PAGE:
Code Red: Two Economists Examine the U.S. Healthcare System

November 17, 2010

Hospital Price Dispersion

Filed under: Competition,Health services research — David Dranove and Craig Garthwaite (from Oct 11, 2013) @ 12:30 pm

A study by the Center for Studying Health System Change that will be released tomorrow shows that hospitals receive different prices for treating the same diseases. Center President Paul Ginsburg says this about the findings:

“The variation in hospital prices found in this study are (sic) inconsistent with highly competitive markets—at least for markets outside of health care,” said HSC President Paul B. Ginsburg, Ph.D.,

Hospital markets may not be highly competitive, but this argument is silly. One might as well say “The variation in automobile prices is (not “are”) inconsistent with highly competitive markets.” But one would be wrong in either case.

Vertical quality differentiation (i.e., some sellers are better than others) generates price dispersion in competitive markets. It is only in the most basic treatment of competition — in the first week of an intro economics course — that vertical differentiation is ignored. Observed price dispersion is not incompatible with competition.

Moreover, there is severity dispersion within diagnoses (e.g., some hospitals get the sickest patients within DRGs). Medicare ignores this when setting payment rates. But private insurers need not ignore this and can calibrate pricing accordingly. Hospitals getting sicker patients can get higher prices. Again, this is not incompatible with competition.

So what did we learn from this study? That different hospitals get different prices? We also see price dispersion for autors, and for dry cleaning and electric pencil sharpeners, for crying out loud. This isn’t news and there are no policy implications to be drawn from the study. But this is health care, so I predict this study will be front page in the New York Times, even if it fails to tell us anything we didn’t already know.


  1. […] This post was mentioned on Twitter by Kellogg School, Sher Graham. Sher Graham said: RT @KelloggSchool: Hospitals receive different prices treating same disease #Kellogg Prof David Dranove questions HSC … […]

    Pingback by Tweets that mention Hospital Price Dispersion « Code Red -- — November 19, 2010 @ 6:22 pm

  2. Professor Dranove,

    Do you have any reading suggestions about measuring differences between hospitals re: severity within DRGs? I’ve seen Geweke, Gowrisankaran, and Town (2003) but that’s a bit too technical for me right now. Basically I’m looking for a “good” version of this kind of study that makes sensible adjustments in order to make cross-sectional price comparisons.

    Comment by Matt — December 9, 2010 @ 10:16 pm

    • Matt,

      I think there are lots of studies that document this but none come to mind since most of these studies would have been written for some other purpose. (You are write about Geweke et al being nearly inpenetrable!) I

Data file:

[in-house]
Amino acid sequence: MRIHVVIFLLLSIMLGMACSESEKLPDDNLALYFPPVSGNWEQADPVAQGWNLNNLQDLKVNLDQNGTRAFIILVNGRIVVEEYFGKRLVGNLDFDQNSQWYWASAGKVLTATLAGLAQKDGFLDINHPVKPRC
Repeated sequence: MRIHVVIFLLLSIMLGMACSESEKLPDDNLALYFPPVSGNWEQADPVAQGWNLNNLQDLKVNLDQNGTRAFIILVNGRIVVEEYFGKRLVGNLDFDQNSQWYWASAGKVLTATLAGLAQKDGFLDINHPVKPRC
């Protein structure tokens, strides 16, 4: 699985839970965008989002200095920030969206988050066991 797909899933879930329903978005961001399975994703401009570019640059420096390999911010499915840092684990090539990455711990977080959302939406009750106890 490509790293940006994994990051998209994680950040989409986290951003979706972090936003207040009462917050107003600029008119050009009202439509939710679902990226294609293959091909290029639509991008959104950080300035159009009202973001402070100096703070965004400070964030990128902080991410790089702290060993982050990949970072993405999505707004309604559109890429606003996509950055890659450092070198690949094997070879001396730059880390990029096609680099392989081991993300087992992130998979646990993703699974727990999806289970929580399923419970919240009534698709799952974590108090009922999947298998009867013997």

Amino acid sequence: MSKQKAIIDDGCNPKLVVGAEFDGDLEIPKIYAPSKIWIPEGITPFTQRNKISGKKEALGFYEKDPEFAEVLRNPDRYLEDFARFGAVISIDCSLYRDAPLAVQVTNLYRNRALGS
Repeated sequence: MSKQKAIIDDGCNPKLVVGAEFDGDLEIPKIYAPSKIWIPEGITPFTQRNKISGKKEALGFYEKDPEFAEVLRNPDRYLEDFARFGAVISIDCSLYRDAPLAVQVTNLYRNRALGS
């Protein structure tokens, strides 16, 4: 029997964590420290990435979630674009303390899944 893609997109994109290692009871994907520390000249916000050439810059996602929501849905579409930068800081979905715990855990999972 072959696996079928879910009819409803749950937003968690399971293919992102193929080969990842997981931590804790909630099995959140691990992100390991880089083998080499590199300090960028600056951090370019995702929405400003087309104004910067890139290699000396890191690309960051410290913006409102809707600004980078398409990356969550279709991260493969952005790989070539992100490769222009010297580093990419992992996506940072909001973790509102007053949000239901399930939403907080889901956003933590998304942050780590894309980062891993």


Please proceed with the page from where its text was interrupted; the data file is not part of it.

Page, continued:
Every year Medicare publishes its hospital “caseweights” for every hospital which document easily measurable differences in severity but again I don’t have a specific reference.

      You can get this data for yourself if you are so inclined by purchasing (for $200) the “nationwide inpatient sample” from a group called HCUP. If you are clever with Excel you can soon document the variation in severity!

      Sorry not to have any more immediate citations.


      Comment by dranove — December 9, 2010 @ 10:53 pm

      • Thanks for the HCUP reference. I will definitely look into that.

        Thinking this through here (so apologies for a bit of rambling), I’m reminded of a study I heard about that found that brushing your teeth lowered your risk of heart disease. They control for other heart disease risk factors, but I still can’t really help but think “this HAS to be spurious.” It just seems like there’s too much to control for, many things which may be difficult to measure.

        I get the same feeling when I start thinking about price dispersion among hospitals. We have CMI to control for discharge mix, IRB to control for other outputs (i.e. research and new doctors), etc. However, then we run into things like quality (patient perceived? are mortality rates meaningful and/or properly risk-adjusted? etc etc) which seem remarkably difficult to measure.

        With the above in mind, it then seems that, for the existing state of the world, it is difficult to say that A or B hospital charges supracompetitive prices (because dispersion itself is not meaningful and there are only so many adjustments we can make). However, with a merger, we have this nice little natural experiment where all of a sudden there’s a more highly concentrated market but quality, etc. can probably reasonably be assumed to be more or less constant. Is that the general logic behind the retrospective analysis of hospital mergers and associated price effects?

        I’m still working through the literature on all this, but I’m trying to get some intuition too (not always in the mood for academic papers on a Saturday morning).

        Comment by Matt — December 11, 2010 @ 10:39 am

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